Tell me about your job!

posted 4 months ago in The Lounge
Post # 2
Member
896 posts
Busy bee

I never thought about what goes in to being a medical transcription isn’t, but that’s interesting!

 

Post # 3
Member
643 posts
Busy bee
  • Wedding: February 2018 - UK

What’s your job title?

Mine changes, at the moment it’s IT Support Trainer

 

What kind of environment do you work in?

I’m based in an office within a large corporation, but I work on all the IT equipment in the company, so I could be in the factory, server room, any other office or any other site.

 

What is it that you do, exactly?

I’m part of a team who look after all IT equipment across the company. PCs, laptops, tablets, phones, printers, copiers, you name it. I fix any issues, hardware and software, maintain and install new systems, etc. It ranges from password resets, to researching and implementing £100k new systems. I also train users on various systems.

 

Are you full or part time?

Full time

 

What do you love most?

I love problem solving, taking something that’s broken and fixing it. I love helping people, getting them back up and running when something is stopping them doing their job. I also love that it’s impossible to stagnate in this industry, there’s always something new to learn, new technology to try.

 

What do I hate most?

I could certainly do without people calling me and yelling because somethings broken, when it turns out to be their own stupidity – they’ve spelled their name wrong or not plugged something in. 

 

Advice for anyone interested in this field?

Keep up to date with the latest technologies and development. Also, never forget that people skills are key. You can be the best engineer in the world, but if you can’t extract information from someone who’s completely computer illiterate, or calm down someone who’s panicking because they’ve lost all their work, this isn’t the job for you,

 

Post # 4
Member
1479 posts
Bumble bee
  • Wedding: November 2019 - City, State

Fun thread! 🙂

What’s your job title?

I’m a book editor.

 

What kind of environment do you work in?

I own my editing business so I mostly work from home, and I have my trusty laptop so I can work while traveling as well.  But I do also work for an industrial supplies company doing indexing and other linguistic analysis, so I’m in their office a few days a week as well.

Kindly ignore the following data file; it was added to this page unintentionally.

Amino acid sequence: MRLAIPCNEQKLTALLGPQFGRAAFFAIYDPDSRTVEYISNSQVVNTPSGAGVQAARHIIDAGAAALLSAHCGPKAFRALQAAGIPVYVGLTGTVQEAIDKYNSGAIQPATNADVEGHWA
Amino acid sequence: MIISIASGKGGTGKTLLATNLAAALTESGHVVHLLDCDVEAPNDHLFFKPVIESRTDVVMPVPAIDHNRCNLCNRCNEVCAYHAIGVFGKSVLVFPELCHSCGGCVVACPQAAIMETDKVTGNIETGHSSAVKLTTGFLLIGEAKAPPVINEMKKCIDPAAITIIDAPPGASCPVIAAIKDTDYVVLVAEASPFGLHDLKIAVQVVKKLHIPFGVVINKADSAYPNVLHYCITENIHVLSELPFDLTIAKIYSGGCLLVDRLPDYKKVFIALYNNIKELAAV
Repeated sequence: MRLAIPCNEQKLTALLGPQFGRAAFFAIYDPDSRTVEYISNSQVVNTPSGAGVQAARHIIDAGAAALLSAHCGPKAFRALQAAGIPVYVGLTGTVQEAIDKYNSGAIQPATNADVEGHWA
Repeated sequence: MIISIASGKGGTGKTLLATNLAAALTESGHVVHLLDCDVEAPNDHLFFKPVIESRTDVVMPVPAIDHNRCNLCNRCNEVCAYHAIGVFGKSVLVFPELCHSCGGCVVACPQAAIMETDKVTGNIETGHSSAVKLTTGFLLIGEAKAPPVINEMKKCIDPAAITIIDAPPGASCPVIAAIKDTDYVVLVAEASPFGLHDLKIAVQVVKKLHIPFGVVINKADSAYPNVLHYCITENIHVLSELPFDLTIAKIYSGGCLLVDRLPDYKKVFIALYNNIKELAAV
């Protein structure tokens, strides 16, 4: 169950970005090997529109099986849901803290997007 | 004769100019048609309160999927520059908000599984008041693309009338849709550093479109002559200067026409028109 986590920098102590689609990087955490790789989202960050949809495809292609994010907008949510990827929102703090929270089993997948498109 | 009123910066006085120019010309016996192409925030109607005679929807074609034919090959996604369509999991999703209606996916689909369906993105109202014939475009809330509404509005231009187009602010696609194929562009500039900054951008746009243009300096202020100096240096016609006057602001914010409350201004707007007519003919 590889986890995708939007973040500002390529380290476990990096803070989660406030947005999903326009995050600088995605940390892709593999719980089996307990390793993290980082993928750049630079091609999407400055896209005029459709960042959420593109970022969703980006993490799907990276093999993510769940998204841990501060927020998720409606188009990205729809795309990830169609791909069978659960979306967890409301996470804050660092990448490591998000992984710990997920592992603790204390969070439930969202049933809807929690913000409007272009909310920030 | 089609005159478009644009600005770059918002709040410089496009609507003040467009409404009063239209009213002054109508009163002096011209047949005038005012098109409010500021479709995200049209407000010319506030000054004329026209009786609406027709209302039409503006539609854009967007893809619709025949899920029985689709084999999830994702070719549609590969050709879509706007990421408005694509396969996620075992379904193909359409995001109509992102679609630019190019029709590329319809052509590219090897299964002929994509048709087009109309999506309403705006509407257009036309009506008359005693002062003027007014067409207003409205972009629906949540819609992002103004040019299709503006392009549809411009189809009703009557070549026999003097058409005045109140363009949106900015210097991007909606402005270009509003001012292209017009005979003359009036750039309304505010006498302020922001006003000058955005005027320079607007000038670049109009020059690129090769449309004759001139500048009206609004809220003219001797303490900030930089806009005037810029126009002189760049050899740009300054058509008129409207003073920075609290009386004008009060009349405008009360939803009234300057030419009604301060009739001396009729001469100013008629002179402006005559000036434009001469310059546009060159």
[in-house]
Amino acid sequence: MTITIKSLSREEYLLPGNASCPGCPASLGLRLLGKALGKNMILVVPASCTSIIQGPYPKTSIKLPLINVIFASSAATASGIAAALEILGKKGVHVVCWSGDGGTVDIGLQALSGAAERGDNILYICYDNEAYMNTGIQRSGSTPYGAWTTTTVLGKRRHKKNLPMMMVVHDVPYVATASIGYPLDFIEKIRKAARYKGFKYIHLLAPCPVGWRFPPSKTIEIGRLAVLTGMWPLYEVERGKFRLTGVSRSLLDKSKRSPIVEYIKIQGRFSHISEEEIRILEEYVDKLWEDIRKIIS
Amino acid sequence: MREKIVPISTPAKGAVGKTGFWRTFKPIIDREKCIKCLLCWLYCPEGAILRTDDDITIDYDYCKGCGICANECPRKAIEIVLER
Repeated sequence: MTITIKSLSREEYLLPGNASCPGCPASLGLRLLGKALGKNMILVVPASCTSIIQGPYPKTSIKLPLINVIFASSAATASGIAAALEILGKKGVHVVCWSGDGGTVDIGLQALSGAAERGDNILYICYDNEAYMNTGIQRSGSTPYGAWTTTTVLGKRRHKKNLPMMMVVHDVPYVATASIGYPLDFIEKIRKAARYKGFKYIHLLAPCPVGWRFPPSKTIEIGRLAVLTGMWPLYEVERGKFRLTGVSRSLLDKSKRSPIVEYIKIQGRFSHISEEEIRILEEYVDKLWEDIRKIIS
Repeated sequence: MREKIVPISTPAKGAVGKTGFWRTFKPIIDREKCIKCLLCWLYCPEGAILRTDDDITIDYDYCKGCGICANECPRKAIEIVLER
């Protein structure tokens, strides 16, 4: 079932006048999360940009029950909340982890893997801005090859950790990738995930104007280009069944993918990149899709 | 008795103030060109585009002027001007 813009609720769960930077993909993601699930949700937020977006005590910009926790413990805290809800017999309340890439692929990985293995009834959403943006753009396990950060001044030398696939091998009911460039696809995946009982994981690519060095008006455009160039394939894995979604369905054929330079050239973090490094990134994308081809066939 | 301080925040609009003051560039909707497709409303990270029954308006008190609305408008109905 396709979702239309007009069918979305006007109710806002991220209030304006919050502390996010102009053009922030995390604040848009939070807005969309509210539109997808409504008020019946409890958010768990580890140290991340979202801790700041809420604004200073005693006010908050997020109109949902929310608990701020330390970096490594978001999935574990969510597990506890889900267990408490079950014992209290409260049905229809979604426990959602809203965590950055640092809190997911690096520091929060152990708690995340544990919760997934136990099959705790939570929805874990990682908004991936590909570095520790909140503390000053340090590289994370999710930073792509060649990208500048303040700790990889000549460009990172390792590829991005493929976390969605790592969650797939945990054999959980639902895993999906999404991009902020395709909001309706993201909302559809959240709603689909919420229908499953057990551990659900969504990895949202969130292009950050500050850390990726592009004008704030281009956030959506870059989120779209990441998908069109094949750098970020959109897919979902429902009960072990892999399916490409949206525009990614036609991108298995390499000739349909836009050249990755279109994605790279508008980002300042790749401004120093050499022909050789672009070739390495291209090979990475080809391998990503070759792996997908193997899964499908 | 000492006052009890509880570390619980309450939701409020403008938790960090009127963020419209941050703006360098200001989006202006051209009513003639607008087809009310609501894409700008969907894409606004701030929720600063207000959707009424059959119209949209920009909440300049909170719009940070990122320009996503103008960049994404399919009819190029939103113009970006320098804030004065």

What is it that you do, exactly?

I do copy editing, developmental editing, and manuscript evaluations for all sorts of different books.  Lots of different fiction genres, as well as a good chunk of nonfiction.  There are a lot of different types of editing that all have separate purposes and functions, so honestly a lot of my job is also making sure that authors know what kind of editing they need and understand what it is I’ll be doing with their book (and NOT doing).  I also offer side services to evaluate and edit agent query letters, synopsis letters, etc.

 

Are you full or part time?

Uh….it depends on how much work I have, haha.  I suppose I’ll say “part time” since I have another gig, though.

 

What do you love most?

A lot of people think editing is just fixing commas and grammar and it’s inherently really boring, but there is SO much creativity involved with it.  Pondering things like word choice, syntax, pragmatic choices, organization and flow, character development arcs, etc. are all REALLY fascinating to me.  It’s also really just so fun to see what kind of stories people come up with.  It doesn’t happen often, but when someone writes a book that really surprises me, it’s SO much fun to read and to work on it.  I love getting to see “the inside of people’s heads,” if you will.  Their thoughts, wildest visions, issues that are emotional or meaningful to them, etc.  You learn a lot about a person from the stories they write.

 

What do I hate most?

I’ll be frank: a lot of authors suck.  There are a lot of ignorant, tone-deaf, or otherwise untalented people out there who think they’re going to become millionaires with the terrible book they’ve written.  Some people are just hopeful dreamers and that’s fine, but some people are convinced their book is AMAZING when it’s one of the worst I’ve seen in years.  Unteachable people are mega annoying and honestly I often reject their books because they’re not worth the time or money.  They don’t understand that I don’t get paid to compliment people; I get paid to tell you (politely) all the things that are wrong with your work.  There are also a lot of amateur writers who get hung up on stupid things, like they’re terrified I’m going to steal their idea and write it into my own book before they can publish theirs.  Trust me: we don’t want your idea.

 

Advice for anyone interested in this field?

Know what you’re doing, and know your strong points.  If you’re not really strong in character development, then do not try to make your way into developmental editing.  If you’re really good with the technical side of editing but not the creative one, then don’t go into working with fiction.  There’s nothing wrong with being a technical editor only (someone who works on manuals or textbooks); there’s actually a lot of money there.  If you don’t have the knack for something in particular, then don’t try to force it.  For example, I am not fond of proofreading.  The teensy nitty-gritty details, the pressure of it being the last round, etc. are not my favorite things, so I don’t proofread.  I don’t enjoy it and I’m not the best at it, so I don’t offer it as a service.  I have a friend that does not touch fantasy or scifi books because she doesn’t get it.  It’s not her jam and she thinks they’re weird, so she rightly sets a professional boundary for herself because she knows she can’t do them justice.  Also, a lot of people who want to go into editing think it’s just being good with English – editing is not just knowing good English grammar and common homophones.  You have to have in-depth knowledge of the writing process, an appreciation for individual language use, and a host of other things.  You have to be VERY flexible, not prescriptive.